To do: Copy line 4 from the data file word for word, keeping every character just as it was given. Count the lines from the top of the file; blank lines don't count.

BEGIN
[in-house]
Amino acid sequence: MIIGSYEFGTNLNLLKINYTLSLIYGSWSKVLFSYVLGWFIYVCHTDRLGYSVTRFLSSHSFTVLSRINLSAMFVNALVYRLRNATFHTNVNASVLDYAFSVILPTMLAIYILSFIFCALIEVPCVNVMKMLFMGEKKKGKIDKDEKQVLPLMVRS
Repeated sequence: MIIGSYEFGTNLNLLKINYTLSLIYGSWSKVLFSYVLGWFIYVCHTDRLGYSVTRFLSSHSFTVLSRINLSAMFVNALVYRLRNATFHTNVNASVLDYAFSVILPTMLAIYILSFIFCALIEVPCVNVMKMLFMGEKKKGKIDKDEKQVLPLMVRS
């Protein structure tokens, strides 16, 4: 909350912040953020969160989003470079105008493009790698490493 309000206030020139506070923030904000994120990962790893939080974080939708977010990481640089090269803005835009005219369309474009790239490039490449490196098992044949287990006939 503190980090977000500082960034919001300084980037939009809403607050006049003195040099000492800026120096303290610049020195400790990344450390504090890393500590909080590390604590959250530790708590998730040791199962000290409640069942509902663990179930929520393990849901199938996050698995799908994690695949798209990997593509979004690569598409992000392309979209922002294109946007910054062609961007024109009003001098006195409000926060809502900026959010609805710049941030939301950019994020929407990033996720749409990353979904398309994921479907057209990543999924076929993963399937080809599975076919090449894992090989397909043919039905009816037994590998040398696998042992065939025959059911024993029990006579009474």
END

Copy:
């Protein structure tokens, strides 16, 4: 909350912040953020969160989003470079105008493009790698490493 309000206030020139506070923030904000994120990962790893939080974080939708977010990481640089090269803005835009005219369309474009790239490039490449490196098992044949287990006939 503190980090977000500082960034919001300084980037939009809403607050006049003195040099000492800026120096303290610049020195400790990344450390504090890393500590909080590390604590959250530790708590998730040791199962000290409640069942509902663990179930929520393990849901199938996050698995799908994690695949798209990997593509979004690569598409992000392309979209922002294109946007910054062609961007024109009003001098006195409000926060809502900026959010609805710049941030939301950019994020929407990033996720749409990353979904398309994921479907057209990543999924076929993963399937080809599975076919090449894992090989397909043919039905009816037994590998040398696998042992065939025959059911024993029990006579009474």